Isn’t it astonishing that 2,600 years ago, when most of the world was living in tiny little human settlements, the Indus Valley civilization had well-planned cities of Harappa and Mohenjodaro?
“Some of these cities appear to have been built based on a well-developed plan. The streets of major cities such as Mohenjo-daro and Harappa were paved and were laid out at right angles (and aligned north, south, east or west) in a grid pattern with a hierarchy of streets (commercial boulevards to small residential alleyways), somewhat comparable to that of present day New York. The houses were protected from noise, odors, and thieves, and had their own wells, and sanitation. And the cities had drainage, large granaries, water tanks, and well-developed urban sanitation,” the Wikipedia article on urban planning says.
What is even more astonishing is that now, two and a half millennia later, most of the current inhabitants of land of Harappa and Mohenjo-daro civilization live not in well planned cities but in tiny little impoverished villages, and some in unplanned congested mega-slums. The shame of the whole thing is that as a collective not only have they lost the knowledge of what cities mean but they don’t even dream of building and inhabiting cities. One wonders when the regression started and what led to the death of the spirit that built those ancient cities. Something snuffed out the spirit, something killed those dreams, something made the inheritors of such great vision and accomplishment into myopic poverty-stricken masses living in misery, huddled into very primitive small villages.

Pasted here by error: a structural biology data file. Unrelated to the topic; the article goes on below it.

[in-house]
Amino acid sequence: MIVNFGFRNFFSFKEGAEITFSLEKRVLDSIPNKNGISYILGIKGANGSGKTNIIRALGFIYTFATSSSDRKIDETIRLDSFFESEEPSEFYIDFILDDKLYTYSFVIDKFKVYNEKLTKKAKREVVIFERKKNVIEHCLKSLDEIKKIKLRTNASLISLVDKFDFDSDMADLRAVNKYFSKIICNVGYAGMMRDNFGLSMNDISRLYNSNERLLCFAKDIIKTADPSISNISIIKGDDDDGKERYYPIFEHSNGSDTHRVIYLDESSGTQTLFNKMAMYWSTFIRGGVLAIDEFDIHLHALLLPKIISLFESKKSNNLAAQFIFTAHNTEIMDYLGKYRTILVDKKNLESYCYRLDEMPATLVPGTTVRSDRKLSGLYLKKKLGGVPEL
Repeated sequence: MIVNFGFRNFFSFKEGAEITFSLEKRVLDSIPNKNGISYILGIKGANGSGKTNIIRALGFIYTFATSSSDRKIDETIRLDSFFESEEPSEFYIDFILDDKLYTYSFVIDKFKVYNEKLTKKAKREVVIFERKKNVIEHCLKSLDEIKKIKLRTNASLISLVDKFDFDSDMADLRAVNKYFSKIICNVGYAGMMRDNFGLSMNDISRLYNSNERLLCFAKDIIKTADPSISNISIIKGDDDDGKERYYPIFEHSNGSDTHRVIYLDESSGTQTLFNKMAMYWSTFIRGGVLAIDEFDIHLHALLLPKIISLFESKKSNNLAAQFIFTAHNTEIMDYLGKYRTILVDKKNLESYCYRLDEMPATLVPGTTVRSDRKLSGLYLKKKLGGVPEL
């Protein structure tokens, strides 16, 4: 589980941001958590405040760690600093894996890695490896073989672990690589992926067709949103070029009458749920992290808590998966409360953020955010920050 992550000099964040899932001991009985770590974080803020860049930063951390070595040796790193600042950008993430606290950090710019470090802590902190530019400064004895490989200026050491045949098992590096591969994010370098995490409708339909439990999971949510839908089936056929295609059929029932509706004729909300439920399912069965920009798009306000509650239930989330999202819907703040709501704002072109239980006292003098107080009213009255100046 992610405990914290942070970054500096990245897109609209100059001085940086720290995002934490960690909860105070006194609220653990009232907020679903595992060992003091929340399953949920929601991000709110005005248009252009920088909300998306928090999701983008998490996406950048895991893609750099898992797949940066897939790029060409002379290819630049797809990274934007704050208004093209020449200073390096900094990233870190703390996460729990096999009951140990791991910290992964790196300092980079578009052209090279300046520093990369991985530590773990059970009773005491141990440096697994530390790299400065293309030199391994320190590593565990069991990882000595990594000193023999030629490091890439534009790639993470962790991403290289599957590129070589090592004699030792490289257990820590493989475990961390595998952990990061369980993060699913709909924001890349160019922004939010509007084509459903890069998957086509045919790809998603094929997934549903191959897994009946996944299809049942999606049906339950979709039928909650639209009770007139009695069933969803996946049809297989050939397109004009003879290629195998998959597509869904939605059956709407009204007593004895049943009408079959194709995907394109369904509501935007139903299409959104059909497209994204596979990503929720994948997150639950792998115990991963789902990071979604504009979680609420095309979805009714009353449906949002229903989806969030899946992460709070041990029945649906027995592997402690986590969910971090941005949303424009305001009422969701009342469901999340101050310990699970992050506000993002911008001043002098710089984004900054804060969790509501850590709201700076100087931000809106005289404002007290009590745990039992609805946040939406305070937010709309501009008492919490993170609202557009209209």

The world – or at least some parts of it – has moved on. They have built many wonderful cities, much grander in scale than Mohenjo-daro and Harappa. Over the centuries, human civilization has progressed pari passu with the development of cities. Immense understanding and knowledge of what works and what doesn’t in city planning has accumulated.
With a modest investment in airline tickets, our leaders can visit great cities and see them with their own eyes. They don’t even have to imagine. Yet they refuse to dream or perhaps they are incapable of dreaming. Perhaps they are too busy with their incessant bickering over who gets how much of the little pie of material wealth that is created. Their mental poverty doesn’t afford them the luxury of dreams. They just want a little bit more, not something better. Their vision has narrowed to focus on how to continue to live in villages. I have yet to hear or read of even one leader of India calling for the creation of great well-planned beautiful cities. More shameful than our material poverty is the poverty of our imagination and aspirations.
We have the power to imagine a different future even if our leaders don’t. Using our collective wisdom and skills, we have the power to dream big. More importantly, having dreamt the seemingly impossible dream, we have the power to make that dream a reality. We need to ask the question: if not us, who else?
[This is part 1 of a series on "Urbanization and Growth." For the next part, see "Designer Cities."]